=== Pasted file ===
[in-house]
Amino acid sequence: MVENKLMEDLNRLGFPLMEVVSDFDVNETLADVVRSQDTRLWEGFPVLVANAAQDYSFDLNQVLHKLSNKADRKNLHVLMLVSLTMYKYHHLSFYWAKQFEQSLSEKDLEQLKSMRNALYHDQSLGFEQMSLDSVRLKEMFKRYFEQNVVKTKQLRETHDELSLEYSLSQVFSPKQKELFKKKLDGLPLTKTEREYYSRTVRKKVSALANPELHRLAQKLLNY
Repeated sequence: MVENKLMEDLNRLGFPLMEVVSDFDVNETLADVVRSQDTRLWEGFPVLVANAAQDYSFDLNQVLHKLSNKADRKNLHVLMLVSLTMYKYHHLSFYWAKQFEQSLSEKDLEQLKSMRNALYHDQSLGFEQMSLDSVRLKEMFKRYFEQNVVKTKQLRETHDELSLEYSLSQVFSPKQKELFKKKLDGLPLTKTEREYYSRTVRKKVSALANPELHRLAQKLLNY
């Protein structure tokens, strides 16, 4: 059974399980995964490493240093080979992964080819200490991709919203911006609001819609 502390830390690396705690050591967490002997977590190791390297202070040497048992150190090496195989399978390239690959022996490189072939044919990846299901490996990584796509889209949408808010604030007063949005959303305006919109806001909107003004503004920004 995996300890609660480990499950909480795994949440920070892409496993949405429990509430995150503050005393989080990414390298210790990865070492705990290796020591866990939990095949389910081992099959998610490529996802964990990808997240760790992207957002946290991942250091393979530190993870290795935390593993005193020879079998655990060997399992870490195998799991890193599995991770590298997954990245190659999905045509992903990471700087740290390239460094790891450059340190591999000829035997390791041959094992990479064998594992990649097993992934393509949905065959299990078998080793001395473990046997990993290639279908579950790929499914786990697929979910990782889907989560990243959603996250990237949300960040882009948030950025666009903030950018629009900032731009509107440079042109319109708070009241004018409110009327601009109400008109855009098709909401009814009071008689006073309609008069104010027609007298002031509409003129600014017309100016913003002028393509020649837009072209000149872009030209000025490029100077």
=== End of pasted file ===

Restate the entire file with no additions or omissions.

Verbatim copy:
[in-house]
Amino acid sequence: MVENKLMEDLNRLGFPLMEVVSDFDVNETLADVVRSQDTRLWEGFPVLVANAAQDYSFDLNQVLHKLSNKADRKNLHVLMLVSLTMYKYHHLSFYWAKQFEQSLSEKDLEQLKSMRNALYHDQSLGFEQMSLDSVRLKEMFKRYFEQNVVKTKQLRETHDELSLEYSLSQVFSPKQKELFKKKLDGLPLTKTEREYYSRTVRKKVSALANPELHRLAQKLLNY
Repeated sequence: MVENKLMEDLNRLGFPLMEVVSDFDVNETLADVVRSQDTRLWEGFPVLVANAAQDYSFDLNQVLHKLSNKADRKNLHVLMLVSLTMYKYHHLSFYWAKQFEQSLSEKDLEQLKSMRNALYHDQSLGFEQMSLDSVRLKEMFKRYFEQNVVKTKQLRETHDELSLEYSLSQVFSPKQKELFKKKLDGLPLTKTEREYYSRTVRKKVSALANPELHRLAQKLLNY
């Protein structure tokens, strides 16, 4: 059974399980995964490493240093080979992964080819200490991709919203911006609001819609 502390830390690396705690050591967490002997977590190791390297202070040497048992150190090496195989399978390239690959022996490189072939044919990846299901490996990584796509889209949408808010604030007063949005959303305006919109806001909107003004503004920004 995996300890609660480990499950909480795994949440920070892409496993949405429990509430995150503050005393989080990414390298210790990865070492705990290796020591866990939990095949389910081992099959998610490529996802964990990808997240760790992207957002946290991942250091393979530190993870290795935390593993005193020879079998655990060997399992870490195998799991890193599995991770590298997954990245190659999905045509992903990471700087740290390239460094790891450059340190591999000829035997390791041959094992990479064998594992990649097993992934393509949905065959299990078998080793001395473990046997990993290639279908579950790929499914786990697929979910990782889907989560990243959603996250990237949300960040882009948030950025666009903030950018629009900032731009509107440079042109319109708070009241004018409110009327601009109400008109855009098709909401009814009071008689006073309609008069104010027609007298002031509409003129600014017309100016913003002028393509020649837009072209000149872009030209000025490029100077």